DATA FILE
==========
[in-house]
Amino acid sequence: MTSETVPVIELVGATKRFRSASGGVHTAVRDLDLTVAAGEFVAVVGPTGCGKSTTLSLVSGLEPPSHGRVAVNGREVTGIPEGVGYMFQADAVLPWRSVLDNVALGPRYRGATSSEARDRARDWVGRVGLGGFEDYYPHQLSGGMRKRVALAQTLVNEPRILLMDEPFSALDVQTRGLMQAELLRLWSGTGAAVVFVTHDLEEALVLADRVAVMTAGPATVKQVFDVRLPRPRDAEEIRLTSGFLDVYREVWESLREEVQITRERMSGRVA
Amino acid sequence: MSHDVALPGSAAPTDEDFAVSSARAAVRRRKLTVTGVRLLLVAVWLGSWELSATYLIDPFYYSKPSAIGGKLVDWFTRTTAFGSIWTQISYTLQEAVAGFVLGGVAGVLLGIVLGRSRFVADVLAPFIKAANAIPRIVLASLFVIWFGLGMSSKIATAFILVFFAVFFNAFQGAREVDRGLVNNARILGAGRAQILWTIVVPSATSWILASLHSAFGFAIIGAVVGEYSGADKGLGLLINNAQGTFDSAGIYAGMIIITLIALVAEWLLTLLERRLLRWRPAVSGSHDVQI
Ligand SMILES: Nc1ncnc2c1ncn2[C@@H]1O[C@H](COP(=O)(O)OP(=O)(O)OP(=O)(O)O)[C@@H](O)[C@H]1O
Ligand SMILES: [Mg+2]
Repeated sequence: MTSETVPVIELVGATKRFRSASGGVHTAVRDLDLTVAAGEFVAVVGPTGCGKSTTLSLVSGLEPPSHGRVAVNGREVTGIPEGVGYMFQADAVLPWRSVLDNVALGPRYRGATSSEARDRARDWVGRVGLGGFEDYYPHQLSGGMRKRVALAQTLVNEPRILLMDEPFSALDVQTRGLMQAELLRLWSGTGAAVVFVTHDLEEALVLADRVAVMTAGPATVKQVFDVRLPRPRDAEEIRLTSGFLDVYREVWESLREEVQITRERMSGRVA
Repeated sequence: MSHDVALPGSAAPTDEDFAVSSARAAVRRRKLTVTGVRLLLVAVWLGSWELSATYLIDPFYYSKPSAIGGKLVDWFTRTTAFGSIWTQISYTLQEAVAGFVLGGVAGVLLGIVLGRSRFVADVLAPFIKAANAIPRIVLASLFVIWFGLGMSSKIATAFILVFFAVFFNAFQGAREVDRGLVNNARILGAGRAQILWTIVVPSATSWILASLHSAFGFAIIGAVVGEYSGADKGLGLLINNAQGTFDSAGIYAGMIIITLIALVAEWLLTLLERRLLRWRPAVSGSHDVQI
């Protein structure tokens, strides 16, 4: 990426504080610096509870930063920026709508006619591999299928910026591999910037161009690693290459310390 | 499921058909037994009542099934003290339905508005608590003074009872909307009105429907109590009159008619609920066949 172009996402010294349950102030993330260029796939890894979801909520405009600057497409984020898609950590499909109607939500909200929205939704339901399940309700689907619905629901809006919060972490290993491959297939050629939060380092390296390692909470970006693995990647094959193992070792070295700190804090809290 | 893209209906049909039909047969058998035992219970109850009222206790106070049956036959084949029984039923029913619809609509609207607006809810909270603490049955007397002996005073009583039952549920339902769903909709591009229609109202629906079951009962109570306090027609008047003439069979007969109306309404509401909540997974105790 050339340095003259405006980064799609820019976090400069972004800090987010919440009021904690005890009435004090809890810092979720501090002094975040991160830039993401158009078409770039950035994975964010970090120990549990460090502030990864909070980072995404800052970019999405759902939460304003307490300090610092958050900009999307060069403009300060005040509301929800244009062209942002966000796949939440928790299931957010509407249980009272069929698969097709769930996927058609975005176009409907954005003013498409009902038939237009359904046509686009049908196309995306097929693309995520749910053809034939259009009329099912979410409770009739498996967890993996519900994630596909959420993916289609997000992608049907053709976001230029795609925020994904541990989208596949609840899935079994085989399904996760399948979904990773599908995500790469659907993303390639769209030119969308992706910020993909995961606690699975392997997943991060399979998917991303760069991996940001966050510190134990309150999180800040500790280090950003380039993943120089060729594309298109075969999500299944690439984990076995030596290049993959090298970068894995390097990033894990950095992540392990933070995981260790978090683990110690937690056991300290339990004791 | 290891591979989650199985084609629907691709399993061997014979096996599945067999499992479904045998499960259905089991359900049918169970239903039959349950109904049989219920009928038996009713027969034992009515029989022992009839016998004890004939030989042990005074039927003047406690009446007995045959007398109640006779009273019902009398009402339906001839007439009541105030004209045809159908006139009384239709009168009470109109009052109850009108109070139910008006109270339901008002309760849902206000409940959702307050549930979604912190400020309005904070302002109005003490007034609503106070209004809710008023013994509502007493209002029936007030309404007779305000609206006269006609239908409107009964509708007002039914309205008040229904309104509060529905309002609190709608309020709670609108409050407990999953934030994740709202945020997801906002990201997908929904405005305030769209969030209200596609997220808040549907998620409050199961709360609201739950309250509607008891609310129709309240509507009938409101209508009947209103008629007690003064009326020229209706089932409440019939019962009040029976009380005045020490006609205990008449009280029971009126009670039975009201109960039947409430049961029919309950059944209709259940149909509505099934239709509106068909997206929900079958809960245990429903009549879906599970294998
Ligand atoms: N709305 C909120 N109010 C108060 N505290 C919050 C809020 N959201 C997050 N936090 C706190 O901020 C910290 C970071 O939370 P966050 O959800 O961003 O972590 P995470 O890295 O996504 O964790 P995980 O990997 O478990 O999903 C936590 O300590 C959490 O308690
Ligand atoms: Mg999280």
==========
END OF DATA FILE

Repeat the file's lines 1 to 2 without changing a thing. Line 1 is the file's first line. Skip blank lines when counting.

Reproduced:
[in-house]
Amino acid sequence: MTSETVPVIELVGATKRFRSASGGVHTAVRDLDLTVAAGEFVAVVGPTGCGKSTTLSLVSGLEPPSHGRVAVNGREVTGIPEGVGYMFQADAVLPWRSVLDNVALGPRYRGATSSEARDRARDWVGRVGLGGFEDYYPHQLSGGMRKRVALAQTLVNEPRILLMDEPFSALDVQTRGLMQAELLRLWSGTGAAVVFVTHDLEEALVLADRVAVMTAGPATVKQVFDVRLPRPRDAEEIRLTSGFLDVYREVWESLREEVQITRERMSGRVA